Just like the Internet changed the way we communicate, programmable money – like cryptocurrency – will change the way we pay and decide on value.
How to Create Secret Spy Code
Not all coding is one on a computer. Codes can be created on graph paper. A substitution cipher is an easy way to begin learning about how to use and make secret codes. Whether you want a secret way to talk to your friends, or you’re just interested in creating your own, ciphers are a lot of fun to learn about and create for yourself.
So, how do you build a cipher, and what can you do with one?
To start, let’s take a look at a very simple cipher you can create in a few minutes: a simple substitution code.
First, you begin by creating an alternate alphabet. This is done by creating a table two cells high and 26 cells wide as in the table above. In the top row, write out the alphabet from A to Z. Then, in the bottom row, you “assign” each letter of the alphabet with a different, unique letter. For example, if you write down A, B, C and D in the top row, you can then write S, E, Z, and R underneath each of those letters in the bottom row.
Make sure none of the letters share a substitution (both A and G being assigned to S, for example) or else translating your code will get very confusing! When you complete this from A-Z, you’ll have a normal alphabet above a scrambled one. This is your cipher! Now, spell words using your cipher alphabet instead of the normal one. Give everyone your secret message and the cipher table you’ve created.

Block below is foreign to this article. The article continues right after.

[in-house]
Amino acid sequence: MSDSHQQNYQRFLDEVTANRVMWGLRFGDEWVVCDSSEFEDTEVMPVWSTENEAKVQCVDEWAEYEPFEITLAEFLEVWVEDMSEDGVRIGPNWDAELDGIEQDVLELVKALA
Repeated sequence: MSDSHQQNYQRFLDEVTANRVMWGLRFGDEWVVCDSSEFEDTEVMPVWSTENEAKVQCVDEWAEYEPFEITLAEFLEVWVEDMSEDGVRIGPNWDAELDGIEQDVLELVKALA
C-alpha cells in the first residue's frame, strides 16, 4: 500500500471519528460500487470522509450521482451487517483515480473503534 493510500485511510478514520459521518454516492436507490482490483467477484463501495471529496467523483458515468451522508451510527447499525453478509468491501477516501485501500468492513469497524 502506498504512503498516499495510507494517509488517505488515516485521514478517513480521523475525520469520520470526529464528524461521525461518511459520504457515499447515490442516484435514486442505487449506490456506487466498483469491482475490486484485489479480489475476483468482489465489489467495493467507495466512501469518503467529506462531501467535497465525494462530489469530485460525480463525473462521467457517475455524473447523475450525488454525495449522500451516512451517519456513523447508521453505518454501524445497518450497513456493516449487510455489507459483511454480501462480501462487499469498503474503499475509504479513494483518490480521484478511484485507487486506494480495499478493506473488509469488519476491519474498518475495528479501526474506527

If you create a message with the scrambled alphabet, people with the solution for it can match it back to the regular alphabet and decipher the code. For instance to write the word BAD, check the table we created above. We have Y assigned to B, Z assigned to A, and W assigned to D. So, instead of writing BAD, we can instead use our ci- pher and write YZW by using the table. The sentence “a bad dad” through this cipher becomes the unreadable “z yzw wzw.”
Coding is fun. The focus and precision required to write code is a valuable learned skill.
Scan this image below using the Zappar app:
How it works:
These programs are drawings on a canvas. The canvas is made up of many small dots that you can turn black or white or even colour through code. These dots are called pixels. In a sense, the canvas is like graph paper, with each grid square being a tiny pixel on the canvas. The canvas used by Codeguppy programs is 800 pixels wide by 600 pixels tall.
Typing in programs from a piece of a paper is a great way to learn about coding. Since typing in the program requires attention to details, you develop focus and other useful skills beyond coding.
Here are a few tips to ensure programs are typed in correctly:
Type in each program very carefully exactly as it appears on the facing page. Do not skip any
letter, number or punctuation.
Programs are case sensitive. Please type in all of the commands using the exact case (capital letter or lower-case letter) as it appears on the paper.
Run the program at the end of every few lines of code. Running the program often prevents the accumulation of errors. Simply press the big “Run” button in the top-right of the code editor.
If there is an error, check the typed-in program against the program on the paper.